I recently read this wonderful article in M: for the woman in every mom magazine here on the peninsula. I loved this article so much I called the author Jennifer Rhodes and asked her if I could post it on our blog. She and I had a wonderful chat and she gave me permission to post it here. I especially liked her reference to the 'self esteem' movement and how the repercussions of that style of parenting are morphing into the entitlement parenting and how these children are faring once in and out of college. Thank you Jennifer for a great article and for your insight as a professional that works with children and families.
Breaking the Entitlement Cycle
by Jennifer Rhodes, Psy.D.
Maggie comes home from school and says she needs a cell phone.
But she doesn't want just any cell phone-it has to be an iPhone 4.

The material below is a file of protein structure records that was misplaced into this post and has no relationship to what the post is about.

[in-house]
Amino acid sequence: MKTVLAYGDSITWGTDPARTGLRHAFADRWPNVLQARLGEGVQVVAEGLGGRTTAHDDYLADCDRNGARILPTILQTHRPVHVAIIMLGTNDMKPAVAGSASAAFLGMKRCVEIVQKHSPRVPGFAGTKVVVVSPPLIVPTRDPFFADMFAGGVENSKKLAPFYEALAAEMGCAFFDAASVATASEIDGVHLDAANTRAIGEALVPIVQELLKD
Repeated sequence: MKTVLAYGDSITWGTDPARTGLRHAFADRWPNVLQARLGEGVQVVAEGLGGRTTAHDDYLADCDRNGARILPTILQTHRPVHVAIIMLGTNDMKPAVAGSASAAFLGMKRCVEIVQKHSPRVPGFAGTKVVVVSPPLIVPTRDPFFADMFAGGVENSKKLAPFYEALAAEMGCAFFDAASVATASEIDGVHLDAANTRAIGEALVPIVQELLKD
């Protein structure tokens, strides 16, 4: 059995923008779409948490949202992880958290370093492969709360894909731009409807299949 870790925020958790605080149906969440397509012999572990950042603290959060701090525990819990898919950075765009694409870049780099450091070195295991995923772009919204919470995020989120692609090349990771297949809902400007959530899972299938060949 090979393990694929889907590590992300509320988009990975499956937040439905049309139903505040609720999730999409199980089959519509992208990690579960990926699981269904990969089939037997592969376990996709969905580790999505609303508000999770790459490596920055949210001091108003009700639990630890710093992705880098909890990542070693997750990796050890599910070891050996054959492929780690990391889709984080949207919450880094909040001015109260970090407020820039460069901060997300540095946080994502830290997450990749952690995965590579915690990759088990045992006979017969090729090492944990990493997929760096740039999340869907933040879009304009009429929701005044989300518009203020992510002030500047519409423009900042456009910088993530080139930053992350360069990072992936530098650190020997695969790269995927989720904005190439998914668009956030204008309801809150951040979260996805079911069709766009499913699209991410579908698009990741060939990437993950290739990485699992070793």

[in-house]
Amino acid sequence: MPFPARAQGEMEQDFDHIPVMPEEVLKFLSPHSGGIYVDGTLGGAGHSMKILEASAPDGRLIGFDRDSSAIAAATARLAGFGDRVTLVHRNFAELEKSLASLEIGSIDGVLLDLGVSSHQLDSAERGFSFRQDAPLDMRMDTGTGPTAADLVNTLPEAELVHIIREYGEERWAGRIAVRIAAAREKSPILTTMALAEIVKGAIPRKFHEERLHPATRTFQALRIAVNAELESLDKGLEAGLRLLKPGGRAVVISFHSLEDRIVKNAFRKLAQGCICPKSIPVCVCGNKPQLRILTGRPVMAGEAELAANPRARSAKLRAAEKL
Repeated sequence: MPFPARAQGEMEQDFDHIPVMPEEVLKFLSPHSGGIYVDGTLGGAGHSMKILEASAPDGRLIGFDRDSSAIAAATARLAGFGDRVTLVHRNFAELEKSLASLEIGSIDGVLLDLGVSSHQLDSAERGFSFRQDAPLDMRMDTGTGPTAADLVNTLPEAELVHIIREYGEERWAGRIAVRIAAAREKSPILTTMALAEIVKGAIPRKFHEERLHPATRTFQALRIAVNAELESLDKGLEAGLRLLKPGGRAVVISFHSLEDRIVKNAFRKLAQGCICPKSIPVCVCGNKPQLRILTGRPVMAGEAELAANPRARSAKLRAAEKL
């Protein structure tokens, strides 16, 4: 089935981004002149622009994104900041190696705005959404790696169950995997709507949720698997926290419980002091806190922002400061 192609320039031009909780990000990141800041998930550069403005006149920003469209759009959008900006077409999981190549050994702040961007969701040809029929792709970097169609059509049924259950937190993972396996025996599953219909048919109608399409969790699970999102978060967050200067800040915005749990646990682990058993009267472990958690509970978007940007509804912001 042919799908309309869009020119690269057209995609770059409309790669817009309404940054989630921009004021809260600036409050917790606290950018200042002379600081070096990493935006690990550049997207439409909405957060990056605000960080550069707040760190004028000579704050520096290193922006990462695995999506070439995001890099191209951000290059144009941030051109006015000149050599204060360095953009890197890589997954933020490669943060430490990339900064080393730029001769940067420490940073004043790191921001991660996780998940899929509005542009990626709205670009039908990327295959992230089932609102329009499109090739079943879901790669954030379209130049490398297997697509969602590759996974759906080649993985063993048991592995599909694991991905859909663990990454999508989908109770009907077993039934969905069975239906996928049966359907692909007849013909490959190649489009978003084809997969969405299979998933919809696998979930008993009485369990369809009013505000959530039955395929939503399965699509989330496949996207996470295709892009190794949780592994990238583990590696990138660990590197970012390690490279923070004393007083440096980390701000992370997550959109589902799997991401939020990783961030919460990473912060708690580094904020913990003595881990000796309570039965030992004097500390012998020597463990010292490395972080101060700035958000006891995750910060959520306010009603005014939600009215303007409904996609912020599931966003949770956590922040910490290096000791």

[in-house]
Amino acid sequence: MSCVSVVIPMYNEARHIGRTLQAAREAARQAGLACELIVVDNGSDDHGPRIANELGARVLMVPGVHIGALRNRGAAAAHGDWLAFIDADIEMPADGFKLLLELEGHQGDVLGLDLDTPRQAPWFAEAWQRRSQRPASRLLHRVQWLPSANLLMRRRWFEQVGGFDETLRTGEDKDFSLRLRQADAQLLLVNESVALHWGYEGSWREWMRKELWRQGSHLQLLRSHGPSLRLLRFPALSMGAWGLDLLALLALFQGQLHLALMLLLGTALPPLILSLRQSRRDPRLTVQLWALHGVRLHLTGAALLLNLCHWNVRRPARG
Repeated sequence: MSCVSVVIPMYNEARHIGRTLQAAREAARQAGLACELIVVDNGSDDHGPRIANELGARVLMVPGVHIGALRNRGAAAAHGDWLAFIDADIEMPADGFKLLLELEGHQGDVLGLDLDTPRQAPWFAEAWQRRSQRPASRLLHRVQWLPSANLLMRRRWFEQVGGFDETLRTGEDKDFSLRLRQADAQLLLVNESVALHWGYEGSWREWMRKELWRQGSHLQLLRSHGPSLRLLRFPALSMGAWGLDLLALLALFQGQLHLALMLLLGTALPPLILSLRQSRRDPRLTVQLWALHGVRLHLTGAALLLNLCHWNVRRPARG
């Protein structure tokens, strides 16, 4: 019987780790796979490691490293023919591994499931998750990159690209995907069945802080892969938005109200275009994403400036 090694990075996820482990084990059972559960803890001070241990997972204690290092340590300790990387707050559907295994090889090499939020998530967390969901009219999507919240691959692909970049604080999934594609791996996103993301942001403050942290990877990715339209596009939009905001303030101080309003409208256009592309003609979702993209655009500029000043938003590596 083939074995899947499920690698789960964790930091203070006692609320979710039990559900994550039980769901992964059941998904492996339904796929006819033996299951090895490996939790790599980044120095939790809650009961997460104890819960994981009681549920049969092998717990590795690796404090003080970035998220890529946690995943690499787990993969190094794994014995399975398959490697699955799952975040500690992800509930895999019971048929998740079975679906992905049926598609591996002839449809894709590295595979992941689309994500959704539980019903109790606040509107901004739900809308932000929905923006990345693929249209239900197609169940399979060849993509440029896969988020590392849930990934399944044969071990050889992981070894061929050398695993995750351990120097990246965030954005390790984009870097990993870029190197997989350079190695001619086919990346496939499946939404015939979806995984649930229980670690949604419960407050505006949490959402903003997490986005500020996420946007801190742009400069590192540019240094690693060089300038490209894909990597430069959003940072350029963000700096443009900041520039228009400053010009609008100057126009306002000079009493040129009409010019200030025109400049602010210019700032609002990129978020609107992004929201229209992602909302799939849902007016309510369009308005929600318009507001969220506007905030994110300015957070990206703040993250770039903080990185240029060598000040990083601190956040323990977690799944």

After all, she's in fourth grade and all of her friends have one. Maggie
is relentless. She wants a phone. She needs a phone. Over the
course of a month, Maggie does not miss an opportunity to inform
her parents of how unfair they arc being by not giving her one.
Matthew is a second grader who is crazy about sports. He does
well, maybe even a bit better than other kids in his peer group, but
he struggles with sportsmanship and boasts that he is "clearly the
best." While sports come more easily than other things to Matthew,
he struggles when his coach pushes him to expand his skills. Rather
than seeing an opportunity, he gives up or blames others for the
failure. In Cub Scouts, when he doesn't win the pinewood derby,
he is devastated and yells, "It's not fair the track must be broken!"
Jenna is a college freshman. All through elementary, junior high
and high school, she got her schoolwork done on time, participated
in multiple sports and extracurricular activities. But away
from home, she can't handle the stress of having to choose her own